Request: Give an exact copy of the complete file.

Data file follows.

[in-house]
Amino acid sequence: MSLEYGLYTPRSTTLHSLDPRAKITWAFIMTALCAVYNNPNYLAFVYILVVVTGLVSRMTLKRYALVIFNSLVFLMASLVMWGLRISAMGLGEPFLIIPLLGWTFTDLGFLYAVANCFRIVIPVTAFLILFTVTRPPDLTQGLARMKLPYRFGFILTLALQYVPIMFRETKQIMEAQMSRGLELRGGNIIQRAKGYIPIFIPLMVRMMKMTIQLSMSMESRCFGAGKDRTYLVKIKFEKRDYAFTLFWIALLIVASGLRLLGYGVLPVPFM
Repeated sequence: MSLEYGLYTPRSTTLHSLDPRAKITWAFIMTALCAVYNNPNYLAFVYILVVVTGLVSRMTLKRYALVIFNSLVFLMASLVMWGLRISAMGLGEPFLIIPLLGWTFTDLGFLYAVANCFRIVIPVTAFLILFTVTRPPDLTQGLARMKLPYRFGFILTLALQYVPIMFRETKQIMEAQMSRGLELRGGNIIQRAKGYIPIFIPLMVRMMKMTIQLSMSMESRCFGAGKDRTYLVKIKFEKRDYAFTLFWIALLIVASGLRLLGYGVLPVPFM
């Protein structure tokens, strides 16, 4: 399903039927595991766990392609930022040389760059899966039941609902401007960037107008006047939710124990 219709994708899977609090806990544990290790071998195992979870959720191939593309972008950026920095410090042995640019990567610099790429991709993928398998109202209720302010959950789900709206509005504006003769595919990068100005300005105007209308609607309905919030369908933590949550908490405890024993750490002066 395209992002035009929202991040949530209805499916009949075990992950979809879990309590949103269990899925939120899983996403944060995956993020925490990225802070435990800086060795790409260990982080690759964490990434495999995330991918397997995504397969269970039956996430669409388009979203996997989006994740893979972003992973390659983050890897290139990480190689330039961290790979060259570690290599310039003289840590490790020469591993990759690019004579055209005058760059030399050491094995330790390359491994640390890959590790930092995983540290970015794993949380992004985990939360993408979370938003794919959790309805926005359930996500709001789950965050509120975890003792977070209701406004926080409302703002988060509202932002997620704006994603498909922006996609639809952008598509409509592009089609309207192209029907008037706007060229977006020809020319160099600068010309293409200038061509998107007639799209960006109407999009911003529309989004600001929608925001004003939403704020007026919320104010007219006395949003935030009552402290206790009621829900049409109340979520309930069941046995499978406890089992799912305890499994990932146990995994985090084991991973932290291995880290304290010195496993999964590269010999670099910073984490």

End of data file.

[in-house]
Amino acid sequence: MSLEYGLYTPRSTTLHSLDPRAKITWAFIMTALCAVYNNPNYLAFVYILVVVTGLVSRMTLKRYALVIFNSLVFLMASLVMWGLRISAMGLGEPFLIIPLLGWTFTDLGFLYAVANCFRIVIPVTAFLILFTVTRPPDLTQGLARMKLPYRFGFILTLALQYVPIMFRETKQIMEAQMSRGLELRGGNIIQRAKGYIPIFIPLMVRMMKMTIQLSMSMESRCFGAGKDRTYLVKIKFEKRDYAFTLFWIALLIVASGLRLLGYGVLPVPFM
Repeated sequence: MSLEYGLYTPRSTTLHSLDPRAKITWAFIMTALCAVYNNPNYLAFVYILVVVTGLVSRMTLKRYALVIFNSLVFLMASLVMWGLRISAMGLGEPFLIIPLLGWTFTDLGFLYAVANCFRIVIPVTAFLILFTVTRPPDLTQGLARMKLPYRFGFILTLALQYVPIMFRETKQIMEAQMSRGLELRGGNIIQRAKGYIPIFIPLMVRMMKMTIQLSMSMESRCFGAGKDRTYLVKIKFEKRDYAFTLFWIALLIVASGLRLLGYGVLPVPFM
């Protein structure tokens, strides 16, 4: 399903039927595991766990392609930022040389760059899966039941609902401007960037107008006047939710124990 219709994708899977609090806990544990290790071998195992979870959720191939593309972008950026920095410090042995640019990567610099790429991709993928398998109202209720302010959950789900709206509005504006003769595919990068100005300005105007209308609607309905919030369908933590949550908490405890024993750490002066 395209992002035009929202991040949530209805499916009949075990992950979809879990309590949103269990899925939120899983996403944060995956993020925490990225802070435990800086060795790409260990982080690759964490990434495999995330991918397997995504397969269970039956996430669409388009979203996997989006994740893979972003992973390659983050890897290139990480190689330039961290790979060259570690290599310039003289840590490790020469591993990759690019004579055209005058760059030399050491094995330790390359491994640390890959590790930092995983540290970015794993949380992004985990939360993408979370938003794919959790309805926005359930996500709001789950965050509120975890003792977070209701406004926080409302703002988060509202932002997620704006994603498909922006996609639809952008598509409509592009089609309207192209029907008037706007060229977006020809020319160099600068010309293409200038061509998107007639799209960006109407999009911003529309989004600001929608925001004003939403704020007026919320104010007219006395949003935030009552402290206790009621829900049409109340979520309930069941046995499978406890089992799912305890499994990932146990995994985090084991991973932290291995880290304290010195496993999964590269010999670099910073984490």